On Friday, a £20 million experiment offering a basic income to young people leaving care will begin in Wales.
The Welsh government will offer around 500 18-year-olds £19,200 per year before tax starting on July 1.
One care leaver described the money as a “safety blanket,” and others hope it will help the 18-year-olds get off to a good start.
However, the Welsh Conservatives were concerned that the scheme would cause more problems than it would solve.
Officials intend to investigate the scheme to see if the money, which is roughly equivalent to the living wage, can assist the young people in settling into independent living.
According to the Welsh government, the cash offered is the highest amount offered on a basic income pilot anywhere in the world.
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Despite Welsh government’s hopes that UK ministers would disregard the scheme for both, the income will count against benefits and recipients will pay the basic rate of tax.
It works out to £1,600 per month – or £1,280 once tax is deducted.
Care leavers Chloe and Chelsea are among those who will benefit.
Chloe, who has been in care since she was seven years old, intends to attend university. She believes the scheme will be “extremely beneficial.”
“I’d like to take a course in youth work. I believe that this scheme will help me financially and allow me to do things that I would not be able to do otherwise.”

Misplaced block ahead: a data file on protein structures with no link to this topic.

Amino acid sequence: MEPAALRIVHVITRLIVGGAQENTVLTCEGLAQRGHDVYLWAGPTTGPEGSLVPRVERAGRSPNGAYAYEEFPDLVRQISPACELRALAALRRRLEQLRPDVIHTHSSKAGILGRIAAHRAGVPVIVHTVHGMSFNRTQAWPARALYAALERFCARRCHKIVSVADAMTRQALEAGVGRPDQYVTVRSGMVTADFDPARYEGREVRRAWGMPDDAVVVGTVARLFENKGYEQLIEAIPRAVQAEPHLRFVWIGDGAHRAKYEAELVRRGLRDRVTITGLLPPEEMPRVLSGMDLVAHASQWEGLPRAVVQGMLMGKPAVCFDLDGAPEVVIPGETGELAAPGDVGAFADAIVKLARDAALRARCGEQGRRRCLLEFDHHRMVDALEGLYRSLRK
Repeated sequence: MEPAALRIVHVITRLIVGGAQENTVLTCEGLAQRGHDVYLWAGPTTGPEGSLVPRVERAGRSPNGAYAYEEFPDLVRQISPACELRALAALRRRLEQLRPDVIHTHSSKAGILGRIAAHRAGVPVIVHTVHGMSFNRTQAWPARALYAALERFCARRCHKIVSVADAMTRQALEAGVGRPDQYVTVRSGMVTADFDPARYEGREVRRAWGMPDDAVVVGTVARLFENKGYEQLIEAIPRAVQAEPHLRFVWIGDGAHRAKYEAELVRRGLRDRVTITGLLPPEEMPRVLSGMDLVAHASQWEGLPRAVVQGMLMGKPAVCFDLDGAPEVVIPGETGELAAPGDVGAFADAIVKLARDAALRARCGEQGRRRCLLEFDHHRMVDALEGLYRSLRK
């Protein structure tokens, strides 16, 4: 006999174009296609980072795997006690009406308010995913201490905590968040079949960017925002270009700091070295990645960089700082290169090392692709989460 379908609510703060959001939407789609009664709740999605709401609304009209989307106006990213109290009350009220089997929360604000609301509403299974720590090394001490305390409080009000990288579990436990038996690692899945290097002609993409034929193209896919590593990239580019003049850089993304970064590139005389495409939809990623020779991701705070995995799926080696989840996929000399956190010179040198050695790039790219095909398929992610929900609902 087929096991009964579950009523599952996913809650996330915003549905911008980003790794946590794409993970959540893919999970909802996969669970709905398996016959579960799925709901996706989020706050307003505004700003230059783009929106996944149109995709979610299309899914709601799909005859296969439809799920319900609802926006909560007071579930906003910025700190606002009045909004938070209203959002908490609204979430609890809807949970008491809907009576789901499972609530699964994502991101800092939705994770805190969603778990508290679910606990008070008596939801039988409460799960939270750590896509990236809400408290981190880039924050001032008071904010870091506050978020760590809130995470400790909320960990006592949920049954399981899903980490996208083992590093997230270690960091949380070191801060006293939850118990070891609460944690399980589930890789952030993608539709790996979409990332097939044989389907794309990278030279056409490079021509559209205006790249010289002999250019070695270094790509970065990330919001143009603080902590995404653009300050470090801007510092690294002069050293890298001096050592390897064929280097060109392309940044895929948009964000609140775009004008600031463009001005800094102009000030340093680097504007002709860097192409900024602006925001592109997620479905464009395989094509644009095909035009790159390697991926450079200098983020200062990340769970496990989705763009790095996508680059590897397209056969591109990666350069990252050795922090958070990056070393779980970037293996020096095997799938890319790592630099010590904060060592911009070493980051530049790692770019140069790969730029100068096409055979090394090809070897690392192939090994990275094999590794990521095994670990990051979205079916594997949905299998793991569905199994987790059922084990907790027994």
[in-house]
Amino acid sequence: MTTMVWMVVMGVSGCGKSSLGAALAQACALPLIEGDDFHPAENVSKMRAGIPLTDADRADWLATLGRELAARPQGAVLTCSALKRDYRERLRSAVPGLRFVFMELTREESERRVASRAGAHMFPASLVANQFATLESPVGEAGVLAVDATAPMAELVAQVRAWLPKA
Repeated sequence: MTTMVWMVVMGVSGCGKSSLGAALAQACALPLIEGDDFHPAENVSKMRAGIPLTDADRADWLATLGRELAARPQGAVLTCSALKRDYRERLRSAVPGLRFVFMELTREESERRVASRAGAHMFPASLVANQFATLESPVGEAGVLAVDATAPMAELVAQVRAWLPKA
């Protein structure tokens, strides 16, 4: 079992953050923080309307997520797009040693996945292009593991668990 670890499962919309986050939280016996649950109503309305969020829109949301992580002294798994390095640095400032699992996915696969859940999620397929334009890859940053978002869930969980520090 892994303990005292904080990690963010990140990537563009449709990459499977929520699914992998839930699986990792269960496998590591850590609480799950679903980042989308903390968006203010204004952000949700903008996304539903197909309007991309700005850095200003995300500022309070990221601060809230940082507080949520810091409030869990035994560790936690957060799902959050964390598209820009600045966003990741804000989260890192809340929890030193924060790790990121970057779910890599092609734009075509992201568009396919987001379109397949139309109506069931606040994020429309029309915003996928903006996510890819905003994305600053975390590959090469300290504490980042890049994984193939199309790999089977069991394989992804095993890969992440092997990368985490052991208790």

“I do know there are some care leavers who don’t have the family support that I do,” she said, referring to her “quite lucky” foster family support.
The money will be used to pay for necessities such as food, but she also hopes to save some. “If I’m in university, it can help me buy school supplies.”
She described the money as a “safety blanket” and expressed gratitude for the opportunity.
Chelsea has been in foster care since she was four years old.
She told BBC Wales that because she is leaving soon, a large portion of her basic income will be spent on rent. She, too, hopes to save some of it.
Chelsea hoped to find work while on the scheme, saying, “I’m applying for anything right now.”
She stated that she “can’t wait” to be an independent adult and that the money would make a “significant difference.”
Former care leaver Rhian, who will not receive the money, was among those who assisted officials in putting the pilot together.
During the pandemic, she left care.
“I was made homeless, and then I got a place about a year ago, and then I couldn’t afford the bills or anything, so I had to move out again,” she explained.
According to Rhian, care leavers are frequently limited in the amount of support they can receive: “It’s a big change for us as care leavers to go from loads of support to basic support.”
“It will definitely give people turning 18 this year a jumpstart on what real life is like and give them budgeting support.”
The scheme will run until 2025, will cost around £20 million, and will be available to young people leaving care who turn 18 between July 1 and June 30.